In an abelian category (such as the category of abelian groups or the category of vector spaces over a given field), let $({\mathcal {A}},\partial _{\bullet }),({\mathcal {B}},\partial _{\bullet }')$ and $({\mathcal {C}},\partial _{\bullet }'')$ be chain complexes that fit into the following short exact sequence:

The maps $\alpha _{*}^{}$ and $\beta _{*}^{}$ are the usual maps induced by homology. The boundary maps $\delta _{n}^{}$ are explained below. The name of the lemma arises from the "zig-zag" behavior of the maps in the sequence. A variant version of the zig-zag lemma is commonly known as the "snake lemma" (it extracts the essence of the proof of the zig-zag lemma given below).

Construction of the boundary maps

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The maps $\delta _{n}^{}$ are defined using a standard diagram chasing argument. Let $c\in C_{n}$ represent a class in $H_{n}({\mathcal {C}})$, so $\partial _{n}''(c)=0$. Exactness of the row implies that $\beta _{n}^{}$ is surjective, so there must be some $b\in B_{n}$ with $\beta _{n}^{}(b)=c$. By commutativity of the diagram,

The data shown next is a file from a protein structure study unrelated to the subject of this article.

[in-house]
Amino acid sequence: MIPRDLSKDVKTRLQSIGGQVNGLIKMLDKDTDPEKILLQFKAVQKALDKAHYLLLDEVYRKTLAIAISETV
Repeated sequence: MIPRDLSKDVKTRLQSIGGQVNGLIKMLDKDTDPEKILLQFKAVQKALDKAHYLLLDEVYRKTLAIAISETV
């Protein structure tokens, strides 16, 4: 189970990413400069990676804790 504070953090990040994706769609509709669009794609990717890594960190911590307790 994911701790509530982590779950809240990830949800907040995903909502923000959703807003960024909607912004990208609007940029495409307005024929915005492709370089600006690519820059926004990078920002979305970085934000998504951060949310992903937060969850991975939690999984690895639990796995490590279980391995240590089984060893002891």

Thus, since $\alpha _{n-1}^{}$ is injective, there is a unique element $a\in A_{n-1}$ such that $\alpha _{n-1}(a)=\partial _{n}'(b)$. This is a cycle, since $\alpha _{n-2}^{}$ is injective and

since $\partial ^{2}=0$. That is, $\partial _{n-1}(a)\in \ker \alpha _{n-2}=\{0\}$. This means $a$ is a cycle, so it represents a class in $H_{n-1}({\mathcal {A}})$. We can now define

$\delta _{}^{}[c]=[a].$

With the boundary maps defined, one can show that they are well-defined (that is, independent of the choices of c and b). The proof uses diagram chasing arguments similar to that above. Such arguments are also used to show that the sequence in homology is exact at each group.